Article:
Do you watch TV?
I watch TV a lot and has always done. I grew up in front of a TV. The best part of the week was when the whole family was gathered in front of the TV on Friday evening. I love watching TV. When you see a movie you just see that movie, but when you are watching TV you can end up seeing something that you didn’t plan, something that will teach you something, something that will start a new way of thinking, a new interest. I hate reality shows though.
Your studio is in a building that used to be an Epidemic Hospital and now is called Epidemic Art. It’s funded by a non-profit organization that provides studio facilities for more that 100 artists. How is it to be part in such a rich community? Do you have any interesting anecdotes to share with us?
It is in an area that was an Epidemic Hospital before. It is sure a great place! As I said before, being an artist is mostly a lonely work, but being at a place with all these people makes it less lonely indeed. Also if you want to try something new or need help with anything it is easy to ask your neighbor artist. Here is a restaurant/cafe’ and we have different kinds of galleries. Sometimes there are workshops and artist talks. Right now I can’t come up with any anecdotes at all… but I’m sure there has to be many. This place started for over 25 years ago, and a place full of creative people - you can just imagine.
You’ve referred to your work with collections as “therapeutic art”, could you tell us about this? Is it related to a particular emotional state?
I guess it is that old collector state of mind that most people have. I also like how seemingly meaningless items suddenly gets important. Something that was trash two seconds ago now you look at it again and you see the shape, color and the structure and you see its beauty. There is also something therapeutic in arranging things, like a puzzle you have to solve.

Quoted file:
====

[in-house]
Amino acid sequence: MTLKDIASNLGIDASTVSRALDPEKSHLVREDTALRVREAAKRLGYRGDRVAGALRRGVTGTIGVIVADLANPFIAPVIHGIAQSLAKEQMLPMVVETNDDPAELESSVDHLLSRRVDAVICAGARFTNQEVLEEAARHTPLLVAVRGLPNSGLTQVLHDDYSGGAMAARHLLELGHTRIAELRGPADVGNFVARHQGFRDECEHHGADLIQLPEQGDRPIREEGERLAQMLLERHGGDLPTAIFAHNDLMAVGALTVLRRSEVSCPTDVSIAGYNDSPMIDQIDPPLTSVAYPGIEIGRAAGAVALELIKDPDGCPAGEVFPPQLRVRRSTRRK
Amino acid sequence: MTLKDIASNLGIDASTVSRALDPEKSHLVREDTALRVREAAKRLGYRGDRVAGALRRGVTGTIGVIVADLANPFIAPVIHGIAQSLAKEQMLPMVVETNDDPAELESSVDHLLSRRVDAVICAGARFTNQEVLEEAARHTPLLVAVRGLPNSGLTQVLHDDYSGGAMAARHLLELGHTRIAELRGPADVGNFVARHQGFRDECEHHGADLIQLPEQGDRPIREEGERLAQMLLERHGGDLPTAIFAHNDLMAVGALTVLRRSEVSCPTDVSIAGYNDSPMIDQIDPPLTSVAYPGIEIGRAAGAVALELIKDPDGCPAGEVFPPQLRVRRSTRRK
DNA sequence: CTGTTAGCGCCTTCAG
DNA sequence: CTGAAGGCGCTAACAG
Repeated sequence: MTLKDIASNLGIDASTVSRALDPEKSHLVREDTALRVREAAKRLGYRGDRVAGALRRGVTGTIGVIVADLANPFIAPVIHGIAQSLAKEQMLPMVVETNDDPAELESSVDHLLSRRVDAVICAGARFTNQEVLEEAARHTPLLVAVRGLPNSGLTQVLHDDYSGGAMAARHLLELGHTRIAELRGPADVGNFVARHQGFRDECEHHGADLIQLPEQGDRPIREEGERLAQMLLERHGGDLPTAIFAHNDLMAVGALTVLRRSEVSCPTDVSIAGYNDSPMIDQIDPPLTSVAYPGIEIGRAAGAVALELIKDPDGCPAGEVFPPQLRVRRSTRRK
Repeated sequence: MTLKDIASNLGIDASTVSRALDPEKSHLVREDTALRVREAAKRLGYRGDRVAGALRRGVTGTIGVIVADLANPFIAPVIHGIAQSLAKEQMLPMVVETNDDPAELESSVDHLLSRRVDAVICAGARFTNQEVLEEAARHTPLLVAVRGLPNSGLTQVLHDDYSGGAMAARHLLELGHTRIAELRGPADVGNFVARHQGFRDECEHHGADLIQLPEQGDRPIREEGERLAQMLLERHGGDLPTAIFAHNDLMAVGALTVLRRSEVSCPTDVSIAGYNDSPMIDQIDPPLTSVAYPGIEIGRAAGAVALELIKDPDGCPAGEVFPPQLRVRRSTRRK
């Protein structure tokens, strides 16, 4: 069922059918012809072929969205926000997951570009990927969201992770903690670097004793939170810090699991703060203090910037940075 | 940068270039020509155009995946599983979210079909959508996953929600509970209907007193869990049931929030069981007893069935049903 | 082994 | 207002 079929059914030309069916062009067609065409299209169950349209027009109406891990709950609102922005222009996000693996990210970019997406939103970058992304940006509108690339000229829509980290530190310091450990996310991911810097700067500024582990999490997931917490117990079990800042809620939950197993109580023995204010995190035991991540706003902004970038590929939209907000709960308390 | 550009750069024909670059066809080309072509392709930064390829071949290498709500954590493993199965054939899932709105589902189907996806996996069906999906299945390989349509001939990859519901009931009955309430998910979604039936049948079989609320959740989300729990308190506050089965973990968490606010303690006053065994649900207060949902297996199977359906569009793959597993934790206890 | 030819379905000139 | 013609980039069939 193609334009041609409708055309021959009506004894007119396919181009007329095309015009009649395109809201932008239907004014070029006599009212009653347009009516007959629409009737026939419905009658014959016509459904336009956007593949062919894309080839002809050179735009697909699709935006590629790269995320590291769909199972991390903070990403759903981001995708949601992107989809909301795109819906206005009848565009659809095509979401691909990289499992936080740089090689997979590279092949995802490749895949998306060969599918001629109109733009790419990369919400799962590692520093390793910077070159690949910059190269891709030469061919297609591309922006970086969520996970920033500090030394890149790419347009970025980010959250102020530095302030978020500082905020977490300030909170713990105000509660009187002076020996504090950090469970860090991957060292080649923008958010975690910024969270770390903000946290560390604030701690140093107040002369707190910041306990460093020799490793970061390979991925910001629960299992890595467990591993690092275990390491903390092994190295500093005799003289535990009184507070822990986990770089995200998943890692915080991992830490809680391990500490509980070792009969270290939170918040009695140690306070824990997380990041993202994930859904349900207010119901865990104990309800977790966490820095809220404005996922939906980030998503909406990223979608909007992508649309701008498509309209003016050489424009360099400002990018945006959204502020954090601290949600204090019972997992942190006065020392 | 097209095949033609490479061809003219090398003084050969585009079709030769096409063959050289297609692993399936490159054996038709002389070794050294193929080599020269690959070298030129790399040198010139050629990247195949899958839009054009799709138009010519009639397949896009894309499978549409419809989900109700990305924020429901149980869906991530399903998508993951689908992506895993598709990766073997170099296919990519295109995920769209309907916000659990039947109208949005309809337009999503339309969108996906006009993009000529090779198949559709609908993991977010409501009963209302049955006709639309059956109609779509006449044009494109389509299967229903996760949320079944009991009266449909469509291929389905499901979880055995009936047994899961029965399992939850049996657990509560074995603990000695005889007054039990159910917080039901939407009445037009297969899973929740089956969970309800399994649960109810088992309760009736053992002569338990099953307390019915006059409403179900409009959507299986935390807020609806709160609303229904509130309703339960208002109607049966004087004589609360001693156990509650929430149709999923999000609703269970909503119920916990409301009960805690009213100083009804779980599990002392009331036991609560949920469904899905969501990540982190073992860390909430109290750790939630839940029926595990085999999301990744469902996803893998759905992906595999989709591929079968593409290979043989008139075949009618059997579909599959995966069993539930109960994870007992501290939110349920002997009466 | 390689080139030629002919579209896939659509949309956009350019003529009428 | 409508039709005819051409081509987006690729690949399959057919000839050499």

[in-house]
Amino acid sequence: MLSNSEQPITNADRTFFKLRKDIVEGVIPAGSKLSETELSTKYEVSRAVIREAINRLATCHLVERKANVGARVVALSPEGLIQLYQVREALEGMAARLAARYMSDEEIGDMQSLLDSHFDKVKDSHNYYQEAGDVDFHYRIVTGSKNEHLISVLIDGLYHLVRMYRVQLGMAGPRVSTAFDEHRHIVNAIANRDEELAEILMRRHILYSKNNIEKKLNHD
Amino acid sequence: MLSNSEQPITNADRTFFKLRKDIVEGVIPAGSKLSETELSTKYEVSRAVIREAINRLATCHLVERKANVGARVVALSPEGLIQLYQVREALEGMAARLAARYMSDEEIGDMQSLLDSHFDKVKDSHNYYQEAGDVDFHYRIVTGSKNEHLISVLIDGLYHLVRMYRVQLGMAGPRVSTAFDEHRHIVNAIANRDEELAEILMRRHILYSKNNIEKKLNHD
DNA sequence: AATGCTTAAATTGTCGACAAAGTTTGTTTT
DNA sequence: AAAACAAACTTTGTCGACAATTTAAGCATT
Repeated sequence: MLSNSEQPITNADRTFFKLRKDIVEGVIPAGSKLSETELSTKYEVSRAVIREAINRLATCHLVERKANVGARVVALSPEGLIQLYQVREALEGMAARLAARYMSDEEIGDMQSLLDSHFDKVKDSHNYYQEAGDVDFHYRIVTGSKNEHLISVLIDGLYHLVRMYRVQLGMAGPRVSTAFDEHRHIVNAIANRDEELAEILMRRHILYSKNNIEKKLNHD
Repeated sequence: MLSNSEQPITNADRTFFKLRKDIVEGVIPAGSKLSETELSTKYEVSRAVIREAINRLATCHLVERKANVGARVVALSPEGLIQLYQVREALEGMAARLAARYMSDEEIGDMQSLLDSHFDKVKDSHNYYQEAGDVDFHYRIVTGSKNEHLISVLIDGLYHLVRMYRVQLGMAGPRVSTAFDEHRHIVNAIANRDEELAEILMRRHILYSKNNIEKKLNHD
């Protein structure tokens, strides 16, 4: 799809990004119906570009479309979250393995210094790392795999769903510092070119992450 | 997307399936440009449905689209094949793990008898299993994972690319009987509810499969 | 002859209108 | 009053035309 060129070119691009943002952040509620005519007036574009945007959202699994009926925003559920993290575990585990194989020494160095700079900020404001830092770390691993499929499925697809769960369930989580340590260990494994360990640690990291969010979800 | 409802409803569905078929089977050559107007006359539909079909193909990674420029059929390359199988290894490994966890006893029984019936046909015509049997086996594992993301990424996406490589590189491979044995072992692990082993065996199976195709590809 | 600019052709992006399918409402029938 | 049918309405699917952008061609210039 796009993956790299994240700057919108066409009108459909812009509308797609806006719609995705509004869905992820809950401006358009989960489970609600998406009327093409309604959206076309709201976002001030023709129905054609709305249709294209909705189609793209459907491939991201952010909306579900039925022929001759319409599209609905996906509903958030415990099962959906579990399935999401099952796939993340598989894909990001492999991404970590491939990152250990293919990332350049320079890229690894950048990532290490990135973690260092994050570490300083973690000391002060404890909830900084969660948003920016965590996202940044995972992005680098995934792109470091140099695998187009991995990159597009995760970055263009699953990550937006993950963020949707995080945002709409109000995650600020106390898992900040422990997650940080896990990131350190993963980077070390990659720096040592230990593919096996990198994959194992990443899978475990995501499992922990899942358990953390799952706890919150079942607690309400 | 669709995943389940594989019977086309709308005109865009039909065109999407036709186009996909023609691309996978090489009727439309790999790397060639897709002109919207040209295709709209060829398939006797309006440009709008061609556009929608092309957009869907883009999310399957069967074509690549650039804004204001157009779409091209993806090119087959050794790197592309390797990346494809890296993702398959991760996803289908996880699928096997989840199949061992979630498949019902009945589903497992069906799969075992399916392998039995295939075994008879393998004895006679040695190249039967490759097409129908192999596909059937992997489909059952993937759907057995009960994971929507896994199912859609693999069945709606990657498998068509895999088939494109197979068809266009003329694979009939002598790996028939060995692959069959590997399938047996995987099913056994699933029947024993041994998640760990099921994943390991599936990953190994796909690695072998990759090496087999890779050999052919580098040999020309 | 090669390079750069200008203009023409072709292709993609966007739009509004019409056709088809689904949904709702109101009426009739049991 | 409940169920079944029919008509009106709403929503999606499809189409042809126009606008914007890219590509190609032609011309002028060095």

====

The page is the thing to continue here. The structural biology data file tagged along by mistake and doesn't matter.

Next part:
Your work seems to have elements of surrealist painting, especially in relation with dreams and the unconscious, tell us about this.
It is like a parallel world. Just like this one, but a bit twisted. Just as twisted as this one but maybe in another direction. I don’t understand them fully myself. Especially not when I make them, it gets clearer after a while.
How do you see the role of women artists today?
Maybe I should, but I don’t think about that at all. I know I am a woman artist but I would like to be an artist. I am a pink, middle aged, tall, woman from Sweden. I know this defines me. But I am also a human on planet earth. Just as the rest of you.
You work with paper, painting, ceramics, installations, children books… is there anything you haven’t done yet that you would like to try?
I’d like to try out the film media a bit more! That will be the next :-)
You said that if you could choose another profession it might be “dog psychologist”, what do you think Morran would had to talked about in her sessions?
I think Morran was pretty happy. Of course she would have been even happier if we had l lived outside the city so that she could have done what she was supposed to, keeping an eye on strangers and rats. Maybe she would have tried to convinced me to move to the country side.
Did you knit her sweaters?
Yes I did and she absolutely hated them.
I absolutely love your poster for the Gothenburg Film Festival, what inspired you in that particular work?
I had been to the Film Festival since I was a teenager. I was thinking about the feeling it gives me. Meeting different cultures, seeing films you would never been able to see otherwise. The magic in film, that anything can happen. I also thought about those old black and white movies with smoking beautiful women. And in the end that was what stayed. The possibility to be someone else for a while.
Name two of your favorite books
I haven’t read much lately. But I like Haruki Murakami a lot, pick any two.
Why should we have art at home?
Yes, why should we? I think having things around you that means something for you, that you like and don’t want to loose, that is important. It doesn’t have to be art. Stop by meaningless things just because buying is fun. Make your things count.
Imagine a world without art. That would be a sad and dangerous place!
Do you wear your hair long now?
Yes I do. I cut my hair myself a month ago, it was a disaster! I’m going to a hairdresser tomorrow. Looking forward to it.